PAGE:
Gardens give us a place to feel safe in nature, a personal retreat. They help us rest and rejuvenate, and find our calm center. They inspire art and literature.
Gardens provide us with a feast for the senses. We drink in the aroma of blossoms. We see the palette of colors against a green backdrop. We hear the birdsong and the rustling of squirrels. We touch the bark of an ancient tree. We taste their bountiful fruits and vegetables.
Gardens invite us to slow down and notice the small details. No matter your reason for visiting a garden, you’ll agree that gardens bring joy. But they can do much more.
They teach us about the mysteries of growing and living. Even a tiny backyard garden helps you learn how pollination, soil, humidity, and water affect what can and can’t thrive in a particular place on Earth.
No matter the size of the garden, their emphasis on nature, framed by order, makes gardens both appealing and relaxing.
What is a Public Garden?
By bringing together many plant species in one place, public gardens open our eyes to what lies beyond where we live, the endless variety of habitats sprinkled across this massive planet.
Most public gardens can be classified into one or both of these major categories:
- Arboreta – Gardens that focus on trees, also known as arboretums
- Botanical Gardens – Gardens that participate in botanical research, conservation, and education
Some public gardens are cultivated and managed by garden clubs or park staff in local, state, and county parks. In these, you may find test gardens that focus on a particular plant species by comparing different varieties of a single plant, such as roses or irises.
Universities, colleges, and county extension agencies often have gardens that show off best practices for gardening native flowers, trees, vegetables, and fruits. Demonstration gardens offer ideas on how to set up a particular type of garden of your own at home.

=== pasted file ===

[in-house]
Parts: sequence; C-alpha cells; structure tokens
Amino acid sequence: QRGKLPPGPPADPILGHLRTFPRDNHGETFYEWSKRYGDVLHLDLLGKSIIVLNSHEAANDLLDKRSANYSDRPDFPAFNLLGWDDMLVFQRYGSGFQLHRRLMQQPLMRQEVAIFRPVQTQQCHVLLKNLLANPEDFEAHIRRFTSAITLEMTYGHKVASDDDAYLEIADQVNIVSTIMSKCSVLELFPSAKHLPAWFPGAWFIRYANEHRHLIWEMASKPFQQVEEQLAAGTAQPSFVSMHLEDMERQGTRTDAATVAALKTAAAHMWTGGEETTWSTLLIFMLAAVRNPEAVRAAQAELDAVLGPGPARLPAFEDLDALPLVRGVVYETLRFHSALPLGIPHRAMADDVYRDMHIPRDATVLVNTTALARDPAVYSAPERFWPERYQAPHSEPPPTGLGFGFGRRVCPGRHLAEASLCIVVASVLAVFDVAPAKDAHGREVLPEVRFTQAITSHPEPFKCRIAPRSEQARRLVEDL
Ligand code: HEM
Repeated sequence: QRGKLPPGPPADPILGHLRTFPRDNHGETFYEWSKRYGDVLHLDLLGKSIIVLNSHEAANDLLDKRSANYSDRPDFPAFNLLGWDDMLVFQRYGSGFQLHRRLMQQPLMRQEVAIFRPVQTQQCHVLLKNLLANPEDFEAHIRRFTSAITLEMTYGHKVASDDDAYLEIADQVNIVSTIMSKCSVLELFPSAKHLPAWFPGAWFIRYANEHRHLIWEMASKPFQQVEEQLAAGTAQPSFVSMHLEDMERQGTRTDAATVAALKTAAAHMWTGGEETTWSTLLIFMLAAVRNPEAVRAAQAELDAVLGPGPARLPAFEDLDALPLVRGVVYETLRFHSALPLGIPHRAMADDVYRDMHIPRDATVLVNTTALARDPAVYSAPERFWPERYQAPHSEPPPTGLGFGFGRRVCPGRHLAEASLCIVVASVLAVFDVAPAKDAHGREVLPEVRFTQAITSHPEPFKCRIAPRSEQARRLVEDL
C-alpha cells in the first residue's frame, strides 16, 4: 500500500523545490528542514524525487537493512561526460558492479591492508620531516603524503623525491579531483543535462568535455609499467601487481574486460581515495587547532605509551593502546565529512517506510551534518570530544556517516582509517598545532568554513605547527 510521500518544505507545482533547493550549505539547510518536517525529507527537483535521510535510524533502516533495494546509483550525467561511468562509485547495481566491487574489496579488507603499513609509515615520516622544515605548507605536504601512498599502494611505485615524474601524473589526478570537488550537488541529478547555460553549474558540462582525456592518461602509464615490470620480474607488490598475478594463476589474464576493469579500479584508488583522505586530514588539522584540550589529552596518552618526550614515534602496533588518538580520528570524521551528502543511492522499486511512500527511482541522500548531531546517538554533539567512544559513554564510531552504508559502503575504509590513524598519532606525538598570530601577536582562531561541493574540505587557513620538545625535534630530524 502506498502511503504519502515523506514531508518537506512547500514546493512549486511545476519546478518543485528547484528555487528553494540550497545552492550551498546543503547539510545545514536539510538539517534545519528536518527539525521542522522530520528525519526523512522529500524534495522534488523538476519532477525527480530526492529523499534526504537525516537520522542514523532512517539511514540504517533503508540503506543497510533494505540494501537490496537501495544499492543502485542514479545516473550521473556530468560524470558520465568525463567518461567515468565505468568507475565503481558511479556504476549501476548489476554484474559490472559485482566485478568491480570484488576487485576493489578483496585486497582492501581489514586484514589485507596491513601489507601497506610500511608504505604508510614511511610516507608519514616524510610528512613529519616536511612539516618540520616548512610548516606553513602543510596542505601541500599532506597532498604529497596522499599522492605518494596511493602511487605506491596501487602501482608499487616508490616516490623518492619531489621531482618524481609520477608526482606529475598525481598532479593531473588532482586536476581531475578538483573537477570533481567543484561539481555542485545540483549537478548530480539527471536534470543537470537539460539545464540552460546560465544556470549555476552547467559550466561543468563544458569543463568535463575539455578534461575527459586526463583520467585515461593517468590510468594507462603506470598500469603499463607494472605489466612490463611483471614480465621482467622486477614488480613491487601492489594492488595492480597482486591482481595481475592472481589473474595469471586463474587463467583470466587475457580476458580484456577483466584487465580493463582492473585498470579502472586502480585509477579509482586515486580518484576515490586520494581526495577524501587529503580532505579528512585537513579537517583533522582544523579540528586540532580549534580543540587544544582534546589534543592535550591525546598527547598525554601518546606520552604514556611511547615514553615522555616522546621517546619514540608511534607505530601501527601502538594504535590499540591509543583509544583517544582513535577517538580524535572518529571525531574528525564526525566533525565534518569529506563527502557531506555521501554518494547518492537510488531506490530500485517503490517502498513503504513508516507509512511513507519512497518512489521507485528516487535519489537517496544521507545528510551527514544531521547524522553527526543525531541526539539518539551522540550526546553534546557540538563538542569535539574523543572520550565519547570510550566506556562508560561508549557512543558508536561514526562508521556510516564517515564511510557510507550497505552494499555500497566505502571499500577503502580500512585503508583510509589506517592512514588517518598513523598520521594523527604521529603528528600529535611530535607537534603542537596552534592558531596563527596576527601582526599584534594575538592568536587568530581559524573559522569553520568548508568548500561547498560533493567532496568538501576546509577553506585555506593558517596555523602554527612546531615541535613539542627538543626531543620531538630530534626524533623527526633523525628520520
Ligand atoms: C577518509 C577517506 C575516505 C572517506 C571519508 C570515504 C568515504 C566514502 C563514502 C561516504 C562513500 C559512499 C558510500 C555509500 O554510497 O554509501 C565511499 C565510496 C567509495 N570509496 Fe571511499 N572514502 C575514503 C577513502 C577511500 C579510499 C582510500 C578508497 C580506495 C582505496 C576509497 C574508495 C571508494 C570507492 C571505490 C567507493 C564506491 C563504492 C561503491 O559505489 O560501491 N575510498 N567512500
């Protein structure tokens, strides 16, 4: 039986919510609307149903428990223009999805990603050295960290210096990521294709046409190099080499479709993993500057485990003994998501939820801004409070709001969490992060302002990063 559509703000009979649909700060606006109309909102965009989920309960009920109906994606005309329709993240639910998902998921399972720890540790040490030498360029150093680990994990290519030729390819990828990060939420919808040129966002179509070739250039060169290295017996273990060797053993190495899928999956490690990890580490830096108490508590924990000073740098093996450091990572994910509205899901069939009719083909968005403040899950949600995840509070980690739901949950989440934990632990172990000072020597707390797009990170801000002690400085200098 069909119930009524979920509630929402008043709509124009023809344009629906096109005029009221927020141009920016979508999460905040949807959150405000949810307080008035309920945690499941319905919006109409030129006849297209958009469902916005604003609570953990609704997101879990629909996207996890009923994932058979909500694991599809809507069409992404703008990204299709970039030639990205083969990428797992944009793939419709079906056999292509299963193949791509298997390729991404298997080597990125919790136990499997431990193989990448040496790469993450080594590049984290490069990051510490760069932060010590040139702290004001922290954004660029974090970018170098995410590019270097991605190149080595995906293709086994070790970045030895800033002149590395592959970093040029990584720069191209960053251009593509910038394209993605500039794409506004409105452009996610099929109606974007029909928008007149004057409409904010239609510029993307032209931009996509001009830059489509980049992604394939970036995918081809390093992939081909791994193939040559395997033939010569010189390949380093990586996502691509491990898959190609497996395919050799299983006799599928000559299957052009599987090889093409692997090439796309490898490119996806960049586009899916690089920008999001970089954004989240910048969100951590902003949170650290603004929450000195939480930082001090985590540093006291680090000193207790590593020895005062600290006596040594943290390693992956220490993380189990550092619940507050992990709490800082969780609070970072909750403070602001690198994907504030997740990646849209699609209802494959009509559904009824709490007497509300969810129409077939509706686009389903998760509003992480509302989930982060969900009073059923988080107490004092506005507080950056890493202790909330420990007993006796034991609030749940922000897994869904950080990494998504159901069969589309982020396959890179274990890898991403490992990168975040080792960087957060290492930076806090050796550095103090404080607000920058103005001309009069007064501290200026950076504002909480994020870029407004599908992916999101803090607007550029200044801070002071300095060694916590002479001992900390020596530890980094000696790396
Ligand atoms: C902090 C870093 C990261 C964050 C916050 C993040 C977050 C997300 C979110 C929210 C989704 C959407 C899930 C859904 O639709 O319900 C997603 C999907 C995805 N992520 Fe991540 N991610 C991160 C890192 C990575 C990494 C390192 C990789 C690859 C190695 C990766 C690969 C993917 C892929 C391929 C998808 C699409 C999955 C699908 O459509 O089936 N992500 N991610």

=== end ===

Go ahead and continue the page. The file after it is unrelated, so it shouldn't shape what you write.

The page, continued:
More often, gardens are privately owned and managed but open for public enjoyment. Many charge an admission fee, since there is much to take care of on a garden’s grounds.
Some public gardens are part of a larger destination. For instance, zoos often include botanical gardens as their conservation mission for animal species fits neatly with conservation of plants from those same places, too.
It’s also common to find gardens on the grounds of historic homes and museums. Often the garden is as much or more of a draw than the home or museum itself.
Sculpture gardens showcase art in natural surroundings. Sometimes the gardens form elaborate stages for the art, while others simply use nature as a backdrop.
Formal gardens impose a structure, placing plants and water features in an orderly arrangement. These structures have cultural roots, and an architecture framed by centuries of landscape architects.
European gardens feature a geometrically precise, often symmetrical landscape. Some use hedges that define outdoor rooms. Fountains or sculptures are a common focal point. An English garden has a different feel than a French garden or an Italian garden. Each contains elements important to that culture.
Romantic gardens emphasize nature. While orderly in layout, they cultivate a wild woodland feel by letting plants crowd the walkways. They surprise you with secret passages and hidden nooks.
Asian gardens are relaxed and meditative, incorporating elements of chi, including flowing water, bamboo, and meandering pathways.
Woodland gardens honor the importance of the forest canopy and the forest floor. They allow you to feel that you are walking in a forest while enjoying the colorful plantings that do not detract from the forest canopy or interrupt the slope of the natural landscape.
Some gardens focus on a specific habitat or species of plant. Tropical gardens are found in warmer climates, and desert gardens in drier climates. Rose gardens have only roses within their walls.
Any garden can include a combination of garden styles within it. The more acreage the garden covers, the more likely that you’ll find all of these types of gardens within it.